(He)art and soul
The gastronomy scene is Singaporeans are familiar with. There’s the Michelin guide and food apps on phones. Even conversations inevitable revolve around food. But just how much is known about the chefs behind them? What do they do in their free time? Do they have other passions? Would they still choose to be chefs if given the chance to decide?
Robb Report speaks to two chefs who each share a similar love for art. We’re not referring to the dishes they’ve created during working hours, but instead, what they do out of work. While Gabriel Fratini, owner and chef of Domvs by Gabriel Fratini at Sheraton Towers Singapore is a recognised painter, Leong Chee Yeng, executive chef at Jade, The Fullerton Hotel Singapore, continues to hone his craft as a ceramic artist and dough sculptor.
Gabriel Fratini, owner and chef of Domvs by Gabriel Fratini at Sheraton Towers Singapore
I’ve always been an artist, even before I became a chef. I started painting when I was about 12. Bear in mind, there was no telephone or Nintendo at that time, we had to find ways to keep ourselves entertained.
My father wanted me to be a bricklayer or mechanic, and my art teacher encouraged me to go to an art school, but that meant I had to study other subjects too. I wasn’t skilled in the academic department, instead excelling only in sports and painting. My family was also too poor to send me to college. I thought to myself, ‘I won’t have problems feeding myself if I learn how to cook’. And so I went to culinary school when I was 14.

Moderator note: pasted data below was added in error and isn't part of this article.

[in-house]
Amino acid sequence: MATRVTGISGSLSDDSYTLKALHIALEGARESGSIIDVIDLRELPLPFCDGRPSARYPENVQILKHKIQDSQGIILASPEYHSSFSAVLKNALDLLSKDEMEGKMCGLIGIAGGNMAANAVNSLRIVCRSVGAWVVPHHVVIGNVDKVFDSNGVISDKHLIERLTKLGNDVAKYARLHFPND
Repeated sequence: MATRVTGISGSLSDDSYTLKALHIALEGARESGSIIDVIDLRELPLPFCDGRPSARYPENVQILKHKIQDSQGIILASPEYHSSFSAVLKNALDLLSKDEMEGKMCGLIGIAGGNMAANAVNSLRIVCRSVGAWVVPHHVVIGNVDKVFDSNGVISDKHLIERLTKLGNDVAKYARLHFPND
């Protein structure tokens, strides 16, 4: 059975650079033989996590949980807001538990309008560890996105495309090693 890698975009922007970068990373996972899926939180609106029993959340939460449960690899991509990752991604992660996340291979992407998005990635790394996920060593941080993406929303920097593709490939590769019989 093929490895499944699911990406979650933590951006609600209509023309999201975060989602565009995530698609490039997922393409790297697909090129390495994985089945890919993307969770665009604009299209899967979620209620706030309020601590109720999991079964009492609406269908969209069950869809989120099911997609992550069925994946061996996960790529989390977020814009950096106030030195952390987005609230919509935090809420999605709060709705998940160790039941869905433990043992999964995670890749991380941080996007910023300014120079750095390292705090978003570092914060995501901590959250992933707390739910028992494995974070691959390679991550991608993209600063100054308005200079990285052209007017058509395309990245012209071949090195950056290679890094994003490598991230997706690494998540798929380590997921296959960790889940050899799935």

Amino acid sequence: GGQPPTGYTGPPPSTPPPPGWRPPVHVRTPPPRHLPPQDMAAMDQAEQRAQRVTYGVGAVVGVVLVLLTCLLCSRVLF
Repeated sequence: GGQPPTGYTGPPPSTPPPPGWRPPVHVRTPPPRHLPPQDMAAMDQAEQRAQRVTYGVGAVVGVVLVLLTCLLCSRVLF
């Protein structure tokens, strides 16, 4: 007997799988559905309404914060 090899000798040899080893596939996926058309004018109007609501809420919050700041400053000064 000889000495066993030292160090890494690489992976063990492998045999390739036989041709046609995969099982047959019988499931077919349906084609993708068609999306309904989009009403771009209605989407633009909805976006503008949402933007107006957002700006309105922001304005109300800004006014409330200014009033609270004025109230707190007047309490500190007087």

After graduation, I worked in various countries; Switzerland, France, UK, Italy and Hong Kong. I made the move to Singapore in 1988 to open Domvs (as it was known then). I did a collection of six paintings for the restaurant, and we made prints of them as ‘thank you’ gift for diners. A year later, when Sheraton renovated the rooms, they took 20 of my original paintings, reprinted them and placed them in the 400-odd rooms. The prints are now gone, but they kept two paintings, which are still hanging in the lobby.
When I first started painting, I wanted to mimic Van Gogh’s work. He was my favourite artist. But as time went by, I painted whatever I felt like. Today, I paint everything, from faces and houses to sceneries. I don’t even use brushes. I take the acrylic paint with my fingers and paint. Sometimes, I use plaster to add texture. I guess I’m allowed to explore all forms of painting because it’s not my occupation. If I had to do it for a living, then perhaps I would specialise in something. Funnily enough, while I treat my plates as canvases, I don’t paint food and dishes I’ve created.
I’ve probably painted over a thousand paintings, and I don’t know where most of them are as I’ve given many away. But it doesn’t matter to me. I keep the ones I love. My favourite painting to date is kept at my house in Italy. It’s a painting of my grandfather when he was still alive, I did it in 1991. He has passed on, and the painting is how I remember him.